|First Line:||What does the Lord require for praise and offering|
|Title:||What Does the Lord Require|
|Author:||Albert F. Bayly (1949)|
|Refrain First Line:||Do justly love mercy|
|Copyright:||© 1988, Oxford University Press|
all st. = Micah 6:6-8
Early in 1949 Albert F. Bayly (b. Bexhill-on-Sea, Sussex, England, 1901; d. Chichester, England, 1984) wrote a hymn text based on Micah 6:6-8 as one of a series of seventeen hymns he was writing on the Old Testament prophets. His objective was to present the prophets "in the light of the climax and fulfillment of the Old Testament revelation in the coming of Christ." "What Does the Lord Require" asks questions and states commands as if Micah were a modern-day prophet. The refrain line "Do justly. . ." subtly shifts from the imperative voice in stanzas 1 through 4 to a corporate confession in stanza 5. The text was first published in Bayly's Rejoice, 0 People (1951) and is included in the Psalter Hymnal with minor alterations.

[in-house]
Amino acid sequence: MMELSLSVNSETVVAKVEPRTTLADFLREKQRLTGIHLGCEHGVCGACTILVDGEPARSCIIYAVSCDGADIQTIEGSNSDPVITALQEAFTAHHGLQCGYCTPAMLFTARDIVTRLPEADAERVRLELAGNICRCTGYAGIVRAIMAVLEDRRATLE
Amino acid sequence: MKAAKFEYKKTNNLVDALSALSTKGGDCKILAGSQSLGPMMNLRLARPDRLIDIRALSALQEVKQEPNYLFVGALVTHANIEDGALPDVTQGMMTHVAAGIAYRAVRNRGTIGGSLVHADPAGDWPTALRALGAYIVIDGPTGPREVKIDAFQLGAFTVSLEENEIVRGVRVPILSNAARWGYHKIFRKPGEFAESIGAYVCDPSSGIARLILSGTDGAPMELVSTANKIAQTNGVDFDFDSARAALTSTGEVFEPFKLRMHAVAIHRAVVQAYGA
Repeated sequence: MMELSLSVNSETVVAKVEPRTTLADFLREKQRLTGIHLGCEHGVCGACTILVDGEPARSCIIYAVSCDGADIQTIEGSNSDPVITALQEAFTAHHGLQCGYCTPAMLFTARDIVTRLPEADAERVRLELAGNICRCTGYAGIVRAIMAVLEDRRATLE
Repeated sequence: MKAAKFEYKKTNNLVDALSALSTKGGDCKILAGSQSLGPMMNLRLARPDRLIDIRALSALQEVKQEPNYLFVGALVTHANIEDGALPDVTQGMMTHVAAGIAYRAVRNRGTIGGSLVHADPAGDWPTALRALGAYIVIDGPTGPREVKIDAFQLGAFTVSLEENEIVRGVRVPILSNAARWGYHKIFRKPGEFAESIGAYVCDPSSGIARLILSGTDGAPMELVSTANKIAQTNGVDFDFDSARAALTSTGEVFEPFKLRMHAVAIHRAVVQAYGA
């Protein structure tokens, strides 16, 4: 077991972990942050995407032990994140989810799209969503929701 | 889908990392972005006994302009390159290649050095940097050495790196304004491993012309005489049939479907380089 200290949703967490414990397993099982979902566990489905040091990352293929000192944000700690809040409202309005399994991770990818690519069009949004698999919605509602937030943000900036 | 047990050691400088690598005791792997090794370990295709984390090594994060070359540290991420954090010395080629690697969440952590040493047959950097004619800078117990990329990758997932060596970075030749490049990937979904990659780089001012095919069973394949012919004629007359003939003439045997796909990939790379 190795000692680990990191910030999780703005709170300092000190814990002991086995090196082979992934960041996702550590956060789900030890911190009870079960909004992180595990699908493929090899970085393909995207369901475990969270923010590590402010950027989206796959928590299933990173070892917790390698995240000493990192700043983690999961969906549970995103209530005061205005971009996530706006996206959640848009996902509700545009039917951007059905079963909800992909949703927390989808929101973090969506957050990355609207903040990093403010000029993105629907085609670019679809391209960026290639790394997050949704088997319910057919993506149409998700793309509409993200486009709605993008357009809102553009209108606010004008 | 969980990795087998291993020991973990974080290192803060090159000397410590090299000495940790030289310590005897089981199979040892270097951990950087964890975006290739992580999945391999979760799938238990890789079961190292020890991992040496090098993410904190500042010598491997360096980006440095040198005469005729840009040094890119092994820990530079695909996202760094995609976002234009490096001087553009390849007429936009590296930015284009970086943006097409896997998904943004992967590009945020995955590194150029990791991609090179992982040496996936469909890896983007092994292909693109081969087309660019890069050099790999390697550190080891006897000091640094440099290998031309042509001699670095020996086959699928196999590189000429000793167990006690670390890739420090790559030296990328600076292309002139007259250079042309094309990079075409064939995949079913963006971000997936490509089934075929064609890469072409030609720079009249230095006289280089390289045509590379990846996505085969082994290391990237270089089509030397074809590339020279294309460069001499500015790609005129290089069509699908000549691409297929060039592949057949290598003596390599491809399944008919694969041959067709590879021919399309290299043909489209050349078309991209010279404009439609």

Bayly studied briefly at the Royal Dockyard School at Portsmouth to prepare himself for the shipbuilding industry. However, in 1925 he began studying for the ministry at Mansfield College, Oxford. He became a Congregationalist minister and served seven churches. Bayly wrote missionary pageants and numerous hymns, many of which used more contemporary language and concepts than had been customary in previous hymn writing. Because of the publication of his collection Again I Say Rejoice (1967), Bayly is often acknowledged as the pioneer of the revival of British hymn writing in the 1960s and 70s. His hymns were published in four collections: Rejoice, 0 People (1951), Again I Say Rejoice (1967), Rejoice Always (1971), and Rejoice in God (1978).
As part of the service of confession in conjunction with sermons from Micah, Amos, Isaiah 1, or similar passages; as a hymn for social justice, especially for civic festivals or national-holiday celebrations; times of penitence and renewal such as Advent and Lent.
--Psalter Hymnal Handbook, 1988